MacFarquahn also intimated that Manning and Julian Assange put intelligence agencies at the risk. “We strongly dispute allegations by the government that releasing info and not redacting names resulted in perils for intelligence agencies,” Manning insisted. She also rebuked MacFarquahn when the New Yorker staffer intimated that Manning was unaware of the substance of the documents released.
“I worked with this info everyday,” Manning retorted, adding that there was no historical info nor source intelligence info nor methods in the released documents. “It’s people dying, it’s people getting killed … suffering,” she replies/
A question to Manning: How do you deal with trying to get on with life but are this near legendary public figure and the breaking headlines and news stories seem ceaseless. Answer: “I don’t know. I haven’t figured that all out yet.” She also said that she was tired of worrying about what people think of her. TK MORE
A 2012 U.N. Torture Envoy described the U.S. government’s treatment of Manning – 60 days in solitary confinement in Kuwait and 112 days in Quantico, Virginia – as “cruel, inhuman and degrading.” How did she survive in such confinement? “In Kuwait, I was living dead and dead ever sense … in purgatory between the two.” Nevertheless, she is not as afraid as she use to be.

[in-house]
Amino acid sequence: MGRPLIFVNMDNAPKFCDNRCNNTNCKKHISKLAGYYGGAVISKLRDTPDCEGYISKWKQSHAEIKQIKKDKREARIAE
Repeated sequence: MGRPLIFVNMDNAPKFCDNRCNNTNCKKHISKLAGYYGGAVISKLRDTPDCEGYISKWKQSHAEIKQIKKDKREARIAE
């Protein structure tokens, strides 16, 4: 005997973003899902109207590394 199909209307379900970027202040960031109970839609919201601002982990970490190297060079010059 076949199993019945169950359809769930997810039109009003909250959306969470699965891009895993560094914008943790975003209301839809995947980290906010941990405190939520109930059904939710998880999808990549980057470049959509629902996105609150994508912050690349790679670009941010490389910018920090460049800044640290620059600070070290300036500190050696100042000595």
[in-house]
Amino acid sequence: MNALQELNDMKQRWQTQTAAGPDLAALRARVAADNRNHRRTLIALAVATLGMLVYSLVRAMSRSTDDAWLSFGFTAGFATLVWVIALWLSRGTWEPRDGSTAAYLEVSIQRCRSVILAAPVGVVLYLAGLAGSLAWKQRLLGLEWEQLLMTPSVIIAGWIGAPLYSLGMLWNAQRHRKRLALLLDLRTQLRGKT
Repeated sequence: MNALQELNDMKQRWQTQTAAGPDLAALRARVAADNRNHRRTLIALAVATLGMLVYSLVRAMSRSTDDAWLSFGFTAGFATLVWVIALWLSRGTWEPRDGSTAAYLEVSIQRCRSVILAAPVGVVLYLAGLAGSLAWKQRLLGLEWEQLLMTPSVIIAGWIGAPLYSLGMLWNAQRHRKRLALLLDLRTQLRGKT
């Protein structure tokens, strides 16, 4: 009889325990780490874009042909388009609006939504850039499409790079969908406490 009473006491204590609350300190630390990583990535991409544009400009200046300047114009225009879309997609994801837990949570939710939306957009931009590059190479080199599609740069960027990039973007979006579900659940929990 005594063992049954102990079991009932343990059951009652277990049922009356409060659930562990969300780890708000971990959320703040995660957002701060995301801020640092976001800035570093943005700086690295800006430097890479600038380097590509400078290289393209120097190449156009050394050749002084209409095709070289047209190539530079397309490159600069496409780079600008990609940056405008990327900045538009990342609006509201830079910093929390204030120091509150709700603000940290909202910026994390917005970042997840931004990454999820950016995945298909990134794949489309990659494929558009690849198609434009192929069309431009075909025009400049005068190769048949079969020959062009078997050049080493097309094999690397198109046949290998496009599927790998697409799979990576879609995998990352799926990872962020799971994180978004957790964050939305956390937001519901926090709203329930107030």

She is back in jail for refusing to testify at a grand jury investigating Wikileaks founder Julian Assange.
In the course of watching XY CHELSEA, audiences can’t help but suspect that the residual impact of her brutal solitary confinement and incarceration and all else she had to endure before her initial release may still be kicking around in her head. Comments by her lawyers and supporters – definitely not gratuitous commiserating – portray her as under siege and that she is psychologically vulnerable. If she has to go down, she say, she wants to go down fighting. She and her supporters and her lawyers believe that she could be a target for years – living limbo. One creepy scene, a takeway, and, heaven forbid, not a prescient one, addressed that sentiment.
In a plea for help, Manning, who has attempted suicide twice, once called a Montgomery County, Maryland, emergency number, saying that she was considering hurting herself. Fatefully, she wasn’t at her apartment when a “wellness check” by the Montgomery County Police Department showed up an apartment where she had been staying. Footage from an apartment surveillance camera shows six officers with guns drawn and flashlights in hand moving stealthily like a SWAT team up the steps to her apartment.
XY CHELSEA debuts on Showtime June 3.
Director: Tim Travers Hawkins
Producer: Julia Nottingham, Lucas Ochoa, Thomas Benski, Isabel Davis
Cinematographer: Tim Travers Hawkins
Editor:Enat Sidi, Andrea Scott
Executive Producer: Laura Poitras, Charlotte Cook, Vinnie Malhotra, Mary Burke, Michael Bloom, Lisa Leingang, Sharon Chang, Christos Konstantakopoulos, Blaine Vess, Marisa Clifford, Ryan Harrington
Cast: Chelsea Manning, Nancy Hollander, Vince Ward, Chase Strangio
On: Facebook, Twitter, Instagram
May 13, 2019 Headline – “Chelsea Manning Released From Jail, But Fresh Subpoena Means ‘She May Have Just Over a Week of Freedom'”
Gregg W. Morris can be reached at email@example.com